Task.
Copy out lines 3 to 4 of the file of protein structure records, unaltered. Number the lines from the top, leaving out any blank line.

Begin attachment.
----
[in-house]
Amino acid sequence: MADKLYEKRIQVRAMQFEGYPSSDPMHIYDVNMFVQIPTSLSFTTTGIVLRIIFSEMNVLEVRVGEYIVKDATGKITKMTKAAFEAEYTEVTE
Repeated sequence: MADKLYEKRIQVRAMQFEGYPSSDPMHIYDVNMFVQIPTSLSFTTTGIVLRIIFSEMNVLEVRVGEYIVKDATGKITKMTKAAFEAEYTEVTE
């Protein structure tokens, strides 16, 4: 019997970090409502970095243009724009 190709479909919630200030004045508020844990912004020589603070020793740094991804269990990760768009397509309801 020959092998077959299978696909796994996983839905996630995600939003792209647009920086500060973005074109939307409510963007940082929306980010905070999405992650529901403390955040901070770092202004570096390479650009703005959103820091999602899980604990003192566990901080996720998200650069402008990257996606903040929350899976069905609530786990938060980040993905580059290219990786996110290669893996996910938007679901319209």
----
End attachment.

Repeated sequence: MADKLYEKRIQVRAMQFEGYPSSDPMHIYDVNMFVQIPTSLSFTTTGIVLRIIFSEMNVLEVRVGEYIVKDATGKITKMTKAAFEAEYTEVTE
């Protein structure tokens, strides 16, 4: 019997970090409502970095243009724009 190709479909919630200030004045508020844990912004020589603070020793740094991804269990990760768009397509309801 020959092998077959299978696909796994996983839905996630995600939003792209647009920086500060973005074109939307409510963007940082929306980010905070999405992650529901403390955040901070770092202004570096390479650009703005959103820091999602899980604990003192566990901080996720998200650069402008990257996606903040929350899976069905609530786990938060980040993905580059290219990786996110290669893996996910938007679901319209």